All the execution issues aside, my love for the idea of getting Peck still carries the day and I do like the figure overall.  If you aren’t as in love with the idea as I am, than you may want to steer clear.  The figure itself is not a clear knockout.  I can say, however, I unequivocally love his accessory containment unit.

The containment unit comes on a nice little section of basement wall with a bit of a concrete floor base.  The texture and paint on the wall and the base are exactly right to convey the look of the materials they are supposed to represent.  The brick wall texture is also on the back of the containment unit.  It’s a nice touch that wasn’t necessary, but cool all the same.  It makes for a nice solid chunk of plastic.

Load a trap here, open, unlock the system. Insert the trap, release, close, lock the system.

Maybe it’s just the kid in me, but I love that the lever on the unit actually opens the door when pull it down.  It’s not the handle they use to open it in the movie, but it’s still a neat touch.  I know my kids had fun with that aspect.  The unit itself has a nice and bright red paint job that gives it the look of painted metal.  The sculpt is good and sharp with plenty of wires and rivet detail.  All the wires an buttons have clean paint work.  The only thing missing were a couple little badges and warning labels.  Nothing you’d really notice unless you are staring at film stills.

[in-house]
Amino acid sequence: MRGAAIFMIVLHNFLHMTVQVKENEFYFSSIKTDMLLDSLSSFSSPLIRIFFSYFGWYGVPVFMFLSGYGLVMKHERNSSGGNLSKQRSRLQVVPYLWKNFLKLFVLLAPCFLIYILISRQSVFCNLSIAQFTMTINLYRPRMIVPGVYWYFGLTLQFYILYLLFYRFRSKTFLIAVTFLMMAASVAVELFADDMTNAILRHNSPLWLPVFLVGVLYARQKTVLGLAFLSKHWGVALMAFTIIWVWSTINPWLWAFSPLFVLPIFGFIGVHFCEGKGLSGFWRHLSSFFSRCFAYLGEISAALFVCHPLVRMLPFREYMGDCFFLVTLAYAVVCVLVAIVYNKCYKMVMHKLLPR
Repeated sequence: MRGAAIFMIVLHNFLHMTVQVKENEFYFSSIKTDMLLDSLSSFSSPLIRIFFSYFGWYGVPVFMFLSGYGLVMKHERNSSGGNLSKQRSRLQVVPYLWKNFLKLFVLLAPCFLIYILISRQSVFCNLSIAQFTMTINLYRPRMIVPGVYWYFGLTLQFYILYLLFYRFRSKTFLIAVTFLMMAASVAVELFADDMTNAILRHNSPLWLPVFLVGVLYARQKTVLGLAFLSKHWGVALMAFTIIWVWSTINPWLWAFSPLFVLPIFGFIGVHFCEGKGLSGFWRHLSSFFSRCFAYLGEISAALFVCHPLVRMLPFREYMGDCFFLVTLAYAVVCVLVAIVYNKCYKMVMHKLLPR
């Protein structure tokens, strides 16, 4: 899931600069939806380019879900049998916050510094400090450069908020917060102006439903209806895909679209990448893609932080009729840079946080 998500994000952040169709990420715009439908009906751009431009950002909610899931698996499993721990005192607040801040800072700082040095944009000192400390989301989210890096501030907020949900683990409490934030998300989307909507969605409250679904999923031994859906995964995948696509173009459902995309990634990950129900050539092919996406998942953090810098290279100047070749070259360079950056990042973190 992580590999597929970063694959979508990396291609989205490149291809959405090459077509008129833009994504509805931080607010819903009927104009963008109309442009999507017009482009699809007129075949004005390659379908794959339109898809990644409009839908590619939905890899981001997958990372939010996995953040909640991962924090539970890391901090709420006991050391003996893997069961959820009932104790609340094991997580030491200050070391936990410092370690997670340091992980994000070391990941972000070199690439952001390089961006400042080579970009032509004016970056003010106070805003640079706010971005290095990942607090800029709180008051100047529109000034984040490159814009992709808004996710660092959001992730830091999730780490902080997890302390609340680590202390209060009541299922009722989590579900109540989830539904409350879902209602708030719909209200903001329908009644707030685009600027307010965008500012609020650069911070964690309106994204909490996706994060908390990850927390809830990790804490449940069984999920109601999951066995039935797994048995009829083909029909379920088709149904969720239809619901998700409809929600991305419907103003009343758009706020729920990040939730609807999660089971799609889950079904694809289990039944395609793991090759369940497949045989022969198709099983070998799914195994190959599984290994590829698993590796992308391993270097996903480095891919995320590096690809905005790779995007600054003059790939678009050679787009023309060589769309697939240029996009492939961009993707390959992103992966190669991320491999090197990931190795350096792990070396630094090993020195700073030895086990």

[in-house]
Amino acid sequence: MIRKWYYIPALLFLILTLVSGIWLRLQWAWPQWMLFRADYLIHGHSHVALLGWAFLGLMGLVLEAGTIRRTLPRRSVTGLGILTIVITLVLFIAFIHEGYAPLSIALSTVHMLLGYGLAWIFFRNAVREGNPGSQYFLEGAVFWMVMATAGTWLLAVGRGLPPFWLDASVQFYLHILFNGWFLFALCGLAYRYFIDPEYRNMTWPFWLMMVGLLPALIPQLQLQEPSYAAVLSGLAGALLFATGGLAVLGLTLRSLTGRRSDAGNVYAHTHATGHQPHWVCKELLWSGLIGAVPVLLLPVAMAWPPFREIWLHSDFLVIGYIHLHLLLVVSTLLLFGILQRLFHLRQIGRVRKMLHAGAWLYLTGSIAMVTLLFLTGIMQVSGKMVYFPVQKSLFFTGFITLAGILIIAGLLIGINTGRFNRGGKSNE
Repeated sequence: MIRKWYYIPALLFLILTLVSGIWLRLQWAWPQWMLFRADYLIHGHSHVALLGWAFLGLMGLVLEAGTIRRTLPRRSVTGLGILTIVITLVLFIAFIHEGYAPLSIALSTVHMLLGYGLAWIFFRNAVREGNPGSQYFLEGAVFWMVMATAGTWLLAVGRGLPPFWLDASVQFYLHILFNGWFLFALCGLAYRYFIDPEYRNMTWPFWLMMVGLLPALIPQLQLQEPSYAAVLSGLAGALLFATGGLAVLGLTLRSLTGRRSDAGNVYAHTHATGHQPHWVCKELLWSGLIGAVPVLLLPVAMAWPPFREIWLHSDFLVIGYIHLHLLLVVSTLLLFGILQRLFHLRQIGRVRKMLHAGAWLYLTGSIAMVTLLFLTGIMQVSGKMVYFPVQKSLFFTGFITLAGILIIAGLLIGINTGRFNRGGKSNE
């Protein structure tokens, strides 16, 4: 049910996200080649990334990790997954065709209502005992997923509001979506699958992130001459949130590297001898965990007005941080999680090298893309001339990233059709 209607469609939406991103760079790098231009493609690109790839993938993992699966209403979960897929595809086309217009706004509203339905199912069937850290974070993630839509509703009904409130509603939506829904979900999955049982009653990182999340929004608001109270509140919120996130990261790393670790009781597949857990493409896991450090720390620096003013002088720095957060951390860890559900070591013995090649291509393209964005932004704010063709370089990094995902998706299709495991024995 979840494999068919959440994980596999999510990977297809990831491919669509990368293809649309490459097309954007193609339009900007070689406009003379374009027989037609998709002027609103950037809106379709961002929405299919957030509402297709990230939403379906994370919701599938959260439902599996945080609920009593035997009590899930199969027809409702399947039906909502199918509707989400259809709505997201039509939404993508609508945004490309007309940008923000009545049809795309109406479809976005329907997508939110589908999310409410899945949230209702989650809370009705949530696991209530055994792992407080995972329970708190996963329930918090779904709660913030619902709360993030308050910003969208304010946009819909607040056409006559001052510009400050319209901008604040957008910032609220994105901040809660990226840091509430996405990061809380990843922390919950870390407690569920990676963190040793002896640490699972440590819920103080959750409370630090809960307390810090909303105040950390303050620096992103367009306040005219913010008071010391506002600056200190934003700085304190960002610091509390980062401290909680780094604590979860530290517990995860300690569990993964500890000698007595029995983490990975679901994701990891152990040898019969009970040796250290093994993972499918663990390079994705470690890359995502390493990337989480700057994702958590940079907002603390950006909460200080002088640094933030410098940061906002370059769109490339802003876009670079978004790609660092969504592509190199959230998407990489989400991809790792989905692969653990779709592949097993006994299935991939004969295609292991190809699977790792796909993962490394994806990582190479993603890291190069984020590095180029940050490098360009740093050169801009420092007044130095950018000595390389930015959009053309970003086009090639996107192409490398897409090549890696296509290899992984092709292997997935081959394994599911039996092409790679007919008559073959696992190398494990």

Set your entry grid, neutralize your field and… the light is green, the trap is clean! The ghost is incarcerated here in our custom-made storage facility.

The ghost trap that comes with the unit is a little different from the one that came with Winston, but both can fit in the containment unit.  The new trap doesn’t have the hinged doors or the trigger.  The lack of hinges does give this new trap a more film accurate proportion.  I didn’t know this before, but you can pull the cord of the Winston trap out.  It’s just attached at a peg and mine was not glued in.  The cord to the foot pedal does fit in the new trap, but it isn’t very secure.

New trap is on the left

Overall, I’m pleased with the purchase.  The huge accessory and my love for for this particular evil film bureaucrat makes the high price point worth it.  Here’s Peck with the rest of the Ghostbusters figures so far:

Next month, a lot of fans collections will be complete with the release of Peter Venkman!  I can’t wait for him, but I really want a lot more figures before they shut this line down – I need the library ghost (both forms), Dana, Louis, Vigo, Gozer and some articulated Terror dogs!  More ghosts, too!

3 thoughts on “Ghostbusters – Walter Peck

  1. Great pics! Your backgrounds really feel like the inside of the Firehouse. Captions are spot on and I love the figure to movie comparison, that has to be the shot the 4H were working from.